From the 21st until the 24th of September the streets of Istanbul will be filled with delicious aromas of coffee and not just Turkish coffee, but coffee from all over the world. This year, Turkey presents the 4th annual Istanbul Coffee Festival, which will take place in Küçük Çiftlik Park. Well known in Turkey as a large outdoor event space in Istanbul, since 2009 the park has attracted major music festivals and concerts by artists such as David Guetta, Elton John and Iron Maiden. In between a hot list of musical events though, comes the much anticipated opportunity for locals and international visitors alike, to learn everything they can about coffee and to enjoy the bitter tastes of traditional bless and distinctive new flavours in the form of a four day festival of caffeine.
The Istanbul Coffee Festival was established in 2014 to support the city’s coffee culture and to provide a meeting place for people who are interested in the hot drink, be that as a coffeehouse owner, as a barista or simply as a fan of sipping on it. The world is currently enjoying third wave coffee and organisers hope to bring Istanbul to the forefront of the global stage of this new wave which prioritises the coffee itself, its origins and its brewing styles rather than the packaging methods and sales and marketing of the first and second waves. Turkish coffee was added to the Representative List of the Intangible Cultural Heritage of Humanity in 2013 thanks to its special preparation and brewing techniques and its 500 year history, which was the perfect backdrop to the origins of this festival a year later, which is bound to survive for decades to come.
A Brief History of Turkish Coffee
It is strongly believed that Turkish brewing is the oldest method of coffee preparation in the world, though there is some confusion over how it was founded. It begins with the discovery of the coffee plant in Ethiopia during the 11th century. Back then, the leaves of the cherry-like fruit that grew on the tree were boiled in water and the resulting liquid was thought to have medicinal properties. Coffee cultivation soon spread through the Arabian Peninsula and eventually reached Yemen in the 14th century, where it was drink using the Ethiopian recipe. In 1555 the coffee plant finally made its way to Istanbul and was introduced to the Sultan Süleyman the Magnificent the Ottoman governor, Özdemir Pasha.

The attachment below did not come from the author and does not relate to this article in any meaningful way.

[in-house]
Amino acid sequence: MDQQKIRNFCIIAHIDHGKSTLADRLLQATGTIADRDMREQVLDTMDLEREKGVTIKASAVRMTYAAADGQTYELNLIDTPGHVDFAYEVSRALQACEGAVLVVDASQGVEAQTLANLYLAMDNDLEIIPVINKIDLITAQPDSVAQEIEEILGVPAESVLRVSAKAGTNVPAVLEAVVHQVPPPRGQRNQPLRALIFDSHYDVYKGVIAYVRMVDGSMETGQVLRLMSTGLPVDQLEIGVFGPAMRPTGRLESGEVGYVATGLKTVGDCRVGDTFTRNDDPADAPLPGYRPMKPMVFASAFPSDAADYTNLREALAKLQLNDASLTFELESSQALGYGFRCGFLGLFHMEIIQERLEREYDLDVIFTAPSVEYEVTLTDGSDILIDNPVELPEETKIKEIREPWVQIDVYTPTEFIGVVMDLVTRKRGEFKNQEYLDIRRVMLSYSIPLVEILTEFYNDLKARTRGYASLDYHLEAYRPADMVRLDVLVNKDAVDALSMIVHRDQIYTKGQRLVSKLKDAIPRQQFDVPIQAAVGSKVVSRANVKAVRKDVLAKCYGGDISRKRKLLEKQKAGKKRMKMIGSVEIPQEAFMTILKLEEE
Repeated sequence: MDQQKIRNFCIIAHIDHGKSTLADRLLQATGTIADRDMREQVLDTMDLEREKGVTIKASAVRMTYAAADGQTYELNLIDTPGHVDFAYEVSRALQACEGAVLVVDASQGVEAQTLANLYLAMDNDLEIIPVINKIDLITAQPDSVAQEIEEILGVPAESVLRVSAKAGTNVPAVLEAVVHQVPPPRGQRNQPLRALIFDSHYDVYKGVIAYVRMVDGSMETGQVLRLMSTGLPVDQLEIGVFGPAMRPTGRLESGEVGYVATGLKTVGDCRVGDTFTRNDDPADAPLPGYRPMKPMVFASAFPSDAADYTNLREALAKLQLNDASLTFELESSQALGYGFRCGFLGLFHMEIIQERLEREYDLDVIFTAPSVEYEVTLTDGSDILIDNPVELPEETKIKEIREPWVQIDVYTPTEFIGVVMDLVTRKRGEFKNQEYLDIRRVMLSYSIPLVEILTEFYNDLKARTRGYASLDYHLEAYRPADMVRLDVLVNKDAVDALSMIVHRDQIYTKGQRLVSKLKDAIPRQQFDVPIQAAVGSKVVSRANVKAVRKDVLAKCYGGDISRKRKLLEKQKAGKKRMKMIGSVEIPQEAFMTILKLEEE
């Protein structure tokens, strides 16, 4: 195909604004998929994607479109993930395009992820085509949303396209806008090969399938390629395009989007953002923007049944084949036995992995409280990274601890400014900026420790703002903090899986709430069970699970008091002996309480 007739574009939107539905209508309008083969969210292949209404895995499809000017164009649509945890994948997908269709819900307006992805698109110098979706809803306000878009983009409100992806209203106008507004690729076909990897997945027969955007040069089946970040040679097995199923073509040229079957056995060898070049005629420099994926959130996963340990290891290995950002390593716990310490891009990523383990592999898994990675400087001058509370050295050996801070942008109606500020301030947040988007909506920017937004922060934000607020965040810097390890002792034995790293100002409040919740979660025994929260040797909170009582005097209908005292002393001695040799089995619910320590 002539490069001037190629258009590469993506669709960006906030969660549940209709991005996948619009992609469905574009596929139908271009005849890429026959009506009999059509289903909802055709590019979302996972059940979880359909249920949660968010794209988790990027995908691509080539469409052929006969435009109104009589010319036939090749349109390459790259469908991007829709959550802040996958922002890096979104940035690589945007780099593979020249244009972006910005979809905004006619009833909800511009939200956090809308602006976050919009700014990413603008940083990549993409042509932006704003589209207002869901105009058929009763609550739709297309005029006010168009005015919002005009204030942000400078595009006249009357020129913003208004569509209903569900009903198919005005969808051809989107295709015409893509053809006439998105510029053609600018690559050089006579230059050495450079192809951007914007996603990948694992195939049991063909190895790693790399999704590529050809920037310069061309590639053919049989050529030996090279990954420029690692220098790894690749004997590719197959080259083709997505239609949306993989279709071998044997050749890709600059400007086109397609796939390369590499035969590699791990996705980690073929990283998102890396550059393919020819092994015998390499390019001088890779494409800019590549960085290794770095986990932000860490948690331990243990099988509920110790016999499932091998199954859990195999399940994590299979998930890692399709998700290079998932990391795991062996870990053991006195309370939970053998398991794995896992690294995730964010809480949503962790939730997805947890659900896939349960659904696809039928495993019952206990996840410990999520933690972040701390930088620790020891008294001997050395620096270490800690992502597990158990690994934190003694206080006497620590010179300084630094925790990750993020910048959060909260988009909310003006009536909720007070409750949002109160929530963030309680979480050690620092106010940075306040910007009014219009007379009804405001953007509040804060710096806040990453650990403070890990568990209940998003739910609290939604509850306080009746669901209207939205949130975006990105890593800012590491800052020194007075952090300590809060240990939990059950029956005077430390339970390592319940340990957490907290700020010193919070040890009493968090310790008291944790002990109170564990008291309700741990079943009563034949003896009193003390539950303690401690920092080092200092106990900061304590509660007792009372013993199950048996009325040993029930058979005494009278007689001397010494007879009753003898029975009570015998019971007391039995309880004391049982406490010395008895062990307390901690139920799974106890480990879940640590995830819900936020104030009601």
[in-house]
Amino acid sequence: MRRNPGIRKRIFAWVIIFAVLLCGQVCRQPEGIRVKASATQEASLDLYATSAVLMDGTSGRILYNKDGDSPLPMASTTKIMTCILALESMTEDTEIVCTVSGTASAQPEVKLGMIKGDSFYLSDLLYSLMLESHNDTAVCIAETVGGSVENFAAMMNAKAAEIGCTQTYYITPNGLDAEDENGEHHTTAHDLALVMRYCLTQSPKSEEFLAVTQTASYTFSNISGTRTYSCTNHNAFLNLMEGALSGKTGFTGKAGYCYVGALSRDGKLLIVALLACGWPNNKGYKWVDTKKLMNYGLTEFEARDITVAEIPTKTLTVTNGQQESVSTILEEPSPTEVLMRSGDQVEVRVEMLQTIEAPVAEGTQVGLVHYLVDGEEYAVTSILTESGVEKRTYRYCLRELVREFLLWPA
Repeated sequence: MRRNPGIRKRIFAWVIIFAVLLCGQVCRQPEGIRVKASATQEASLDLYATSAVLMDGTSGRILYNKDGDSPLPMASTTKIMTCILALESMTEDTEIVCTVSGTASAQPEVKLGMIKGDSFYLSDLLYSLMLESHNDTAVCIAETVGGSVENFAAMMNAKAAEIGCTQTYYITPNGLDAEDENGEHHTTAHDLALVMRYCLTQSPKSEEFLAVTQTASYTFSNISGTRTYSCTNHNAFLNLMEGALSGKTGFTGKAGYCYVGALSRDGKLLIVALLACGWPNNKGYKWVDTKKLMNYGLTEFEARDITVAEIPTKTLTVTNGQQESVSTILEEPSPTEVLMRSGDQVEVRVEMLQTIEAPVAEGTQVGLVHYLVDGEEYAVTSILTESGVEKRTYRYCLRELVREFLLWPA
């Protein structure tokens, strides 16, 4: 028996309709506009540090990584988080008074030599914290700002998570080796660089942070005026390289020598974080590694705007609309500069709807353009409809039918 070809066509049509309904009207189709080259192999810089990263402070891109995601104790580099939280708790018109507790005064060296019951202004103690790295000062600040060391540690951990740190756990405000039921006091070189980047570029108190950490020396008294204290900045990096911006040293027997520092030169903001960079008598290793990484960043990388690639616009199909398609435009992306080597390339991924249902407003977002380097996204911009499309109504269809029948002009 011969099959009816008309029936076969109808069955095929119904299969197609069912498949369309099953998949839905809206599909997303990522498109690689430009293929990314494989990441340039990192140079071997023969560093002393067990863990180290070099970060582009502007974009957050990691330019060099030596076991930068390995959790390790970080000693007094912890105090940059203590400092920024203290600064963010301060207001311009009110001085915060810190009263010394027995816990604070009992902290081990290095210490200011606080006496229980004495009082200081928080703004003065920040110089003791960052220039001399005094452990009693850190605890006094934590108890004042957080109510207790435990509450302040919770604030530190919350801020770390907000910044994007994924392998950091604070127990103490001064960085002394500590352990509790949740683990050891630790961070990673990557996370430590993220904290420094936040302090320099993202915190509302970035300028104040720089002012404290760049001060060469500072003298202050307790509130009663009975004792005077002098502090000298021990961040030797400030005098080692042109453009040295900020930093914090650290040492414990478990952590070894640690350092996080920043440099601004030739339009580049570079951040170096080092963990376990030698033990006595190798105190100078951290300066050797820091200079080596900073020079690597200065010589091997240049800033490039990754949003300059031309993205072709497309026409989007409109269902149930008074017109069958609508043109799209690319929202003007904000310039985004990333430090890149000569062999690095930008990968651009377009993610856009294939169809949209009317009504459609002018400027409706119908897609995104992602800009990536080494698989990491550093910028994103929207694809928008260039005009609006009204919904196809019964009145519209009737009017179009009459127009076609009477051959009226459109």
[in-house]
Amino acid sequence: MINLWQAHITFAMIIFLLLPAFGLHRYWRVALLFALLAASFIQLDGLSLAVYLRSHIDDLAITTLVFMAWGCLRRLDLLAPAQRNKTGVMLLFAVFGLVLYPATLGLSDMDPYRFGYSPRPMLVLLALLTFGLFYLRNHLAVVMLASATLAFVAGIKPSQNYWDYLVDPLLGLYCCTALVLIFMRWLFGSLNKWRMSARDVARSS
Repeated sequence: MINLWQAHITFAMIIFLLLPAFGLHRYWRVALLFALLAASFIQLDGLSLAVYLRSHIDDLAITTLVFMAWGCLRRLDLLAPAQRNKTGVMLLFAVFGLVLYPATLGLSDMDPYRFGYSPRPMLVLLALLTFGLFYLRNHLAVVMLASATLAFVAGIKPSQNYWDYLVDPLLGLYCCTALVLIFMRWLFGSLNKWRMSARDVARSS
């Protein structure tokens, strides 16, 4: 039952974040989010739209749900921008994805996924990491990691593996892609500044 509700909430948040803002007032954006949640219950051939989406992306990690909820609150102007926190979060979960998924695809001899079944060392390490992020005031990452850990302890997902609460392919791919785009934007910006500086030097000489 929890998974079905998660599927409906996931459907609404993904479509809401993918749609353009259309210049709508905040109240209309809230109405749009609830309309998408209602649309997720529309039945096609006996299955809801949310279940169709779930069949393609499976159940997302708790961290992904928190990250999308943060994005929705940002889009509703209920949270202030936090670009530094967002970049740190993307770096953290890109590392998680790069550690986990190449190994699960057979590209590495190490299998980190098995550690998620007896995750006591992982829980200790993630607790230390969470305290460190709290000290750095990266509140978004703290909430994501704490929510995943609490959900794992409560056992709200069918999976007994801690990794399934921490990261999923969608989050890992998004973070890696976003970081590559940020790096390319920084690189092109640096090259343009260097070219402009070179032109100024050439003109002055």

It was in the Ottoman palace that a new method of drinking coffee was discovered, using the beans, or cherry-like fruits after they were roasted over a fire. The roasted beans would be finely ground and slowly cooked with water. This method soon spread to the homes of dignitaries and soon the elite of Istanbul were following the new trend. Not long after, Turkish coffee making became a profession and people began to open coffee houses across the city, where guests had their coffee prepared in the style of a ceremonial event. As merchants passed through Istanbul, coffee was introduced to European countries and soon the coffee bean was an international commodity.
It isn’t necessarily a happy ending right there though; coffee has surprisingly been a source of great disruption in Istanbul too. In 1656, the Ottoman Grand Bizier Köprülü issued laws demanding that coffee houses be shut down. He strongly believed that coffee was a threat to the Ottoman Empire as people would gather in coffee houses to discuss politics and he feared that they would discuss ways to encourage the downfall of the Sultan. Punishments for anybody found drinking coffee included beating and drowning. The banning of coffee was such a shock and moment of outrage for the people of Istanbul that the new laws triggered mass protests and riots. Eventually the government gave in and the laws were abolished; a heavy taxation was put on coffee houses instead creating an extra income for the State.
What is Third Wave of Coffee?